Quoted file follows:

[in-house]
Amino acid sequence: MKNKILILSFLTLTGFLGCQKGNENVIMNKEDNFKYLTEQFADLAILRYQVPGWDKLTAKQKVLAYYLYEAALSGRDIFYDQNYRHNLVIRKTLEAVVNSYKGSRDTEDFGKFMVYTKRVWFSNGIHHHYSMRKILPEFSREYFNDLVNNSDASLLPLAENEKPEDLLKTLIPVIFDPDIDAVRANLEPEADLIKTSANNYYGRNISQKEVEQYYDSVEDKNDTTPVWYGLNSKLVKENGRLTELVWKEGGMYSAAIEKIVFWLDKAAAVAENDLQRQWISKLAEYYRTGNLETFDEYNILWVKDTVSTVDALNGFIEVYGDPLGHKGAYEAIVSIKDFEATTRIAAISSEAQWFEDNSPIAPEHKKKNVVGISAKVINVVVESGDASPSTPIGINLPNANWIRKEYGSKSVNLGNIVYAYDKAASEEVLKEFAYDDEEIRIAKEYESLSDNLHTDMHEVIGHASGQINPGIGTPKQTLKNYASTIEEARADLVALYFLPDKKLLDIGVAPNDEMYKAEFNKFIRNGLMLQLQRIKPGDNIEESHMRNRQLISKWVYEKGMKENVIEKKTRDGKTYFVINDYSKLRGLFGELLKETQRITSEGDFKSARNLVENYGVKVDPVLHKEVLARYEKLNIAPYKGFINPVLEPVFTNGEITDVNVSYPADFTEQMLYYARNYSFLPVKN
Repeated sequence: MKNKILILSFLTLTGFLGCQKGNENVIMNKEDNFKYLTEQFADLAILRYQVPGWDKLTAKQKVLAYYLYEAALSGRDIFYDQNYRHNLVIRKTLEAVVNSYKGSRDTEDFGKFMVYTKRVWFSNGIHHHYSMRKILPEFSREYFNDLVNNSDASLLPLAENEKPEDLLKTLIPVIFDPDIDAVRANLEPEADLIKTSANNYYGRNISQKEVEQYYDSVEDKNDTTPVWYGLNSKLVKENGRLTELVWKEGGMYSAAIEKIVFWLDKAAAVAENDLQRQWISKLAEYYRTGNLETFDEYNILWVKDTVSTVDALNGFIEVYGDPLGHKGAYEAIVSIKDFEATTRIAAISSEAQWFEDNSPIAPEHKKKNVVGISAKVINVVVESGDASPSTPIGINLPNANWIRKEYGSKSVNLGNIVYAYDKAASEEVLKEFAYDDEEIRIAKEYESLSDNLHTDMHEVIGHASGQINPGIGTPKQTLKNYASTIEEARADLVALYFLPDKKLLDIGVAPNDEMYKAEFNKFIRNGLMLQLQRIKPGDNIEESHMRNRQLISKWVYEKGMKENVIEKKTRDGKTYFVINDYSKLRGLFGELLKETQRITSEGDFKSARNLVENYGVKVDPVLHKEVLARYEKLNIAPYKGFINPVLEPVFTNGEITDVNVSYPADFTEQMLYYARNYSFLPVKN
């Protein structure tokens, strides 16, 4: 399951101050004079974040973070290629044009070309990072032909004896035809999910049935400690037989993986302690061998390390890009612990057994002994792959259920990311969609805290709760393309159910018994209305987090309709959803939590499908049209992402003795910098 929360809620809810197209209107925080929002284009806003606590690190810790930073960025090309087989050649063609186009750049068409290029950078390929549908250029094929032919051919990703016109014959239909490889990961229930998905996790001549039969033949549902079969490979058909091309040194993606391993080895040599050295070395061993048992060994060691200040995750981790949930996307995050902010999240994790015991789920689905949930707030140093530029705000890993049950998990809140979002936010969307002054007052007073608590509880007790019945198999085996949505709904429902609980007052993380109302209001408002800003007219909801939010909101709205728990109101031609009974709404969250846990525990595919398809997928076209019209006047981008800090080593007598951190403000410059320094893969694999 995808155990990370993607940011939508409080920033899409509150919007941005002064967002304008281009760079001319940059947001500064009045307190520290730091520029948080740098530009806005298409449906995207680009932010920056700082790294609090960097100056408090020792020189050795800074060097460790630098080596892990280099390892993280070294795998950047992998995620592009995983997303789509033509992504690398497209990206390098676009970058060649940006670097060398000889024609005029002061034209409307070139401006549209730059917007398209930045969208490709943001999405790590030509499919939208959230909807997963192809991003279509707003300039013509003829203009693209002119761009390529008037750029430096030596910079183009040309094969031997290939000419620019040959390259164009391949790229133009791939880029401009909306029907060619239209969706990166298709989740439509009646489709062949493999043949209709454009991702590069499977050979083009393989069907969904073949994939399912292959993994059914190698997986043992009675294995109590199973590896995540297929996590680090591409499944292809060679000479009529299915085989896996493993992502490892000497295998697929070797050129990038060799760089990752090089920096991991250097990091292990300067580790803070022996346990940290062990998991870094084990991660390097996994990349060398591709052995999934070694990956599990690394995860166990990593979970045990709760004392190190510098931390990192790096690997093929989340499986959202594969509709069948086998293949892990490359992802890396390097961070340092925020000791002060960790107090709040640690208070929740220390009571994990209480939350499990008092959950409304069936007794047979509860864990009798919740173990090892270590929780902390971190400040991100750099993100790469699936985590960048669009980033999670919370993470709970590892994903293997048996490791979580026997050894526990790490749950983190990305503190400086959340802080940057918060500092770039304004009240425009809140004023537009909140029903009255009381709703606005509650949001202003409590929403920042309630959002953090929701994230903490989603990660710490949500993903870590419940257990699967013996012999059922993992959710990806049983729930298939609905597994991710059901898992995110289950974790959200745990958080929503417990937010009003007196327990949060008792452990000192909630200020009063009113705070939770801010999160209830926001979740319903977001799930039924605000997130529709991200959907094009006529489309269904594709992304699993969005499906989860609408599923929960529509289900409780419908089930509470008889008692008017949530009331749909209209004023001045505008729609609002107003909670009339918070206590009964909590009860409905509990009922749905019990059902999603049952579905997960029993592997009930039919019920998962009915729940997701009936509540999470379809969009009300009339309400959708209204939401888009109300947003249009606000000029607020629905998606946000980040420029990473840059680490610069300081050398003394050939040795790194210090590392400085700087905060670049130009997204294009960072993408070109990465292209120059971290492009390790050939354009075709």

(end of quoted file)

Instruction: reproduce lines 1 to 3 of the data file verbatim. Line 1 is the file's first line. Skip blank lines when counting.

[in-house]
Amino acid sequence: MKNKILILSFLTLTGFLGCQKGNENVIMNKEDNFKYLTEQFADLAILRYQVPGWDKLTAKQKVLAYYLYEAALSGRDIFYDQNYRHNLVIRKTLEAVVNSYKGSRDTEDFGKFMVYTKRVWFSNGIHHHYSMRKILPEFSREYFNDLVNNSDASLLPLAENEKPEDLLKTLIPVIFDPDIDAVRANLEPEADLIKTSANNYYGRNISQKEVEQYYDSVEDKNDTTPVWYGLNSKLVKENGRLTELVWKEGGMYSAAIEKIVFWLDKAAAVAENDLQRQWISKLAEYYRTGNLETFDEYNILWVKDTVSTVDALNGFIEVYGDPLGHKGAYEAIVSIKDFEATTRIAAISSEAQWFEDNSPIAPEHKKKNVVGISAKVINVVVESGDASPSTPIGINLPNANWIRKEYGSKSVNLGNIVYAYDKAASEEVLKEFAYDDEEIRIAKEYESLSDNLHTDMHEVIGHASGQINPGIGTPKQTLKNYASTIEEARADLVALYFLPDKKLLDIGVAPNDEMYKAEFNKFIRNGLMLQLQRIKPGDNIEESHMRNRQLISKWVYEKGMKENVIEKKTRDGKTYFVINDYSKLRGLFGELLKETQRITSEGDFKSARNLVENYGVKVDPVLHKEVLARYEKLNIAPYKGFINPVLEPVFTNGEITDVNVSYPADFTEQMLYYARNYSFLPVKN
Repeated sequence: MKNKILILSFLTLTGFLGCQKGNENVIMNKEDNFKYLTEQFADLAILRYQVPGWDKLTAKQKVLAYYLYEAALSGRDIFYDQNYRHNLVIRKTLEAVVNSYKGSRDTEDFGKFMVYTKRVWFSNGIHHHYSMRKILPEFSREYFNDLVNNSDASLLPLAENEKPEDLLKTLIPVIFDPDIDAVRANLEPEADLIKTSANNYYGRNISQKEVEQYYDSVEDKNDTTPVWYGLNSKLVKENGRLTELVWKEGGMYSAAIEKIVFWLDKAAAVAENDLQRQWISKLAEYYRTGNLETFDEYNILWVKDTVSTVDALNGFIEVYGDPLGHKGAYEAIVSIKDFEATTRIAAISSEAQWFEDNSPIAPEHKKKNVVGISAKVINVVVESGDASPSTPIGINLPNANWIRKEYGSKSVNLGNIVYAYDKAASEEVLKEFAYDDEEIRIAKEYESLSDNLHTDMHEVIGHASGQINPGIGTPKQTLKNYASTIEEARADLVALYFLPDKKLLDIGVAPNDEMYKAEFNKFIRNGLMLQLQRIKPGDNIEESHMRNRQLISKWVYEKGMKENVIEKKTRDGKTYFVINDYSKLRGLFGELLKETQRITSEGDFKSARNLVENYGVKVDPVLHKEVLARYEKLNIAPYKGFINPVLEPVFTNGEITDVNVSYPADFTEQMLYYARNYSFLPVKN